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John Parker, Underground Railroad Conductor died
January 30, 1900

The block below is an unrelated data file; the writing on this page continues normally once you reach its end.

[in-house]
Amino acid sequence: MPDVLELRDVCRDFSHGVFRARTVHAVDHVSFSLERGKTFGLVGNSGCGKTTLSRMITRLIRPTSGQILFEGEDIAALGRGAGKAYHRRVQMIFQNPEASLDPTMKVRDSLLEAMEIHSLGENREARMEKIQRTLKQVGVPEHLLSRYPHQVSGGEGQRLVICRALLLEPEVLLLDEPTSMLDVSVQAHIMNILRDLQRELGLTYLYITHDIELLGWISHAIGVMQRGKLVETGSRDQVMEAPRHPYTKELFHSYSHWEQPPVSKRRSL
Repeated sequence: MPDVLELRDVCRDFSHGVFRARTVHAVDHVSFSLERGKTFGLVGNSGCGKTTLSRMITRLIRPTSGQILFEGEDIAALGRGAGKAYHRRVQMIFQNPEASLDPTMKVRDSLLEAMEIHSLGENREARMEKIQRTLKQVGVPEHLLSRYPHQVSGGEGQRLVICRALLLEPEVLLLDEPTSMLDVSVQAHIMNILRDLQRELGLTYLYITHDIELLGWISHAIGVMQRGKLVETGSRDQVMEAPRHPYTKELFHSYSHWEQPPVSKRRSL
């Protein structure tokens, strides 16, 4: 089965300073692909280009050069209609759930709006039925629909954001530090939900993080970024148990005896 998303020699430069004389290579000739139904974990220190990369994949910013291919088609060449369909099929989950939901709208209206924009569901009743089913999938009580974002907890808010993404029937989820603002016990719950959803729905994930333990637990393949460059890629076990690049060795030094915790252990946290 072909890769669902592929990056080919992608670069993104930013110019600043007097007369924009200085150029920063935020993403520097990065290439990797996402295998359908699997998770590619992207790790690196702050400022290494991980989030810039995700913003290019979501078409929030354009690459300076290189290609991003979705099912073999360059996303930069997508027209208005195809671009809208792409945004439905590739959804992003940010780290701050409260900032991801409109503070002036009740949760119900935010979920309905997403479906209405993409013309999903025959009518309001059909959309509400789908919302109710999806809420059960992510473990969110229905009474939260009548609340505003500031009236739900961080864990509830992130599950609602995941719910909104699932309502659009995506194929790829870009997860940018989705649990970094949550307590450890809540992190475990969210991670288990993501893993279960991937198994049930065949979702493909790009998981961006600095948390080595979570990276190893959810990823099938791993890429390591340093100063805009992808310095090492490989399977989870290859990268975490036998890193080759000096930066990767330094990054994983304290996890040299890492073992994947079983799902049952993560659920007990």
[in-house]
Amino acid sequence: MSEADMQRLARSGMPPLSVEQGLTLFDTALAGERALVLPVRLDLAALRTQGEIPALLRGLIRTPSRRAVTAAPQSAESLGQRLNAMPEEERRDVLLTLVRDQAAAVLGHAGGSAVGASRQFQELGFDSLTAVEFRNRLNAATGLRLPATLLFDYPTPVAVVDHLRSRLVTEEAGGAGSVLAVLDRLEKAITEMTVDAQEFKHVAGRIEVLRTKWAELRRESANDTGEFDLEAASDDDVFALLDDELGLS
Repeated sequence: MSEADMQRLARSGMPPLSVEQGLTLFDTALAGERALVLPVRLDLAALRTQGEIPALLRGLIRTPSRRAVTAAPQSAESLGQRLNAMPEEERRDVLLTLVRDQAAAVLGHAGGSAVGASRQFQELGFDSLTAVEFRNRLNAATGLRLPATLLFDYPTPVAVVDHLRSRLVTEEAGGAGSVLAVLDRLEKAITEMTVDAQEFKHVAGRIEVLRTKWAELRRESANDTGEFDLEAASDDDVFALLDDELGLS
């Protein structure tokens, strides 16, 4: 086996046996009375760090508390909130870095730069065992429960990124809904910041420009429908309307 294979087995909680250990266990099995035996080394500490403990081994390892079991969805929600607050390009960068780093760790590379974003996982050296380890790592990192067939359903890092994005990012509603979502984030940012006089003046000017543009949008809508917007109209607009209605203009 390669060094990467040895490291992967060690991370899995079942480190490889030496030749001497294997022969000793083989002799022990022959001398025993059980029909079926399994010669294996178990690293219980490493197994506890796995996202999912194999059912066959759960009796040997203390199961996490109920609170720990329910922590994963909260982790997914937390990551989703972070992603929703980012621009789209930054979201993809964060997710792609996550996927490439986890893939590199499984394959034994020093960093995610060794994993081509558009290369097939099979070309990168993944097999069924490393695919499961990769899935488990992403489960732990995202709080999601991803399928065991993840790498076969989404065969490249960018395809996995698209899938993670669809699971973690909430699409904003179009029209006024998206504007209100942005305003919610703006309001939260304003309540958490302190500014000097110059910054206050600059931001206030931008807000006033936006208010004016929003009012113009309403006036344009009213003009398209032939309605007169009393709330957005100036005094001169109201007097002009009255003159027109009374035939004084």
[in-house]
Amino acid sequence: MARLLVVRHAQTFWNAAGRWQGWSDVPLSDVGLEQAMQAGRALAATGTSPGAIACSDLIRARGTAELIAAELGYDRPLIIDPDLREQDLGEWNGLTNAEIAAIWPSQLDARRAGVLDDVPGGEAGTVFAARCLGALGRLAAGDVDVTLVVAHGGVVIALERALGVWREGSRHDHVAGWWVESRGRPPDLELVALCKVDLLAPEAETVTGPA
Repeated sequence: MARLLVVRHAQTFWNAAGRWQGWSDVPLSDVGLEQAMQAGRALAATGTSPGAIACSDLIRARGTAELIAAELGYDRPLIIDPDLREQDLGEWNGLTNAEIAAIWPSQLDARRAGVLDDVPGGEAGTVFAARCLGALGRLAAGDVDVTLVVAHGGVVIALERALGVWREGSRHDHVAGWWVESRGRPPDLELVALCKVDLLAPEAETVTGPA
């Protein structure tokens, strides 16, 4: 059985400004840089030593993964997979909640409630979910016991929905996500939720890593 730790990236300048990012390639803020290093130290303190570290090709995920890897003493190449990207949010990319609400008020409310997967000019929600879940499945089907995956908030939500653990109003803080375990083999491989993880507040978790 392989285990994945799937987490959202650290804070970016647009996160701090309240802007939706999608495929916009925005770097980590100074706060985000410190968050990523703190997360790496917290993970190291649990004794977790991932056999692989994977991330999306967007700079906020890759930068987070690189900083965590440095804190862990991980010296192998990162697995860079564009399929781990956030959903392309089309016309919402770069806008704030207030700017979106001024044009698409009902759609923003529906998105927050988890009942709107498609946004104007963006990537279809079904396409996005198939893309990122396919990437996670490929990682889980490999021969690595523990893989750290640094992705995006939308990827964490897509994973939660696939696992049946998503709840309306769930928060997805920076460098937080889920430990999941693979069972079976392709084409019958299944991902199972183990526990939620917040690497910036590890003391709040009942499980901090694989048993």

Born: 1827 Died: January 30, 1900 Birthplace: Norfolk, Virginia John P. Parker was born in Norfolk, Virginia , the son of a white father and a slave mother. He was sold to a slave agent from Richmond, Virginia at age eight. Parker worker for two years at a foundry and the New Orleans docks as a stevedore and purchased his freedom from his earnings. The price of freedom for John P.Parker in 1845 was $1800. In 1845, Parker obtained a pass to travel north to Indiana, where he was lured by the work offered in foundries near New Albany or Jefferson, Indiana. Near Cincinnati, Parker began his career as a "conductor" on the Underground Railroad. Helping a local Negro barber, Parker was able to remove two young girls from Kentucky to freedom in Indiana and Ohio. "He devoted his life to forays in Kentucky, to scouting on both sides of the Ohio River, to taking care of the helpless slaves who had found their way to Ohio and could not get across, to actual fighting for them and against their pursuing masters." Parker before the Emanicipation Proclamation, took an active role in removing an estimated 1000 slaves from bondage. Unlike other abolitionists Parker remained separate from organized church groups, which he viewed as an 'enemy of the people.'
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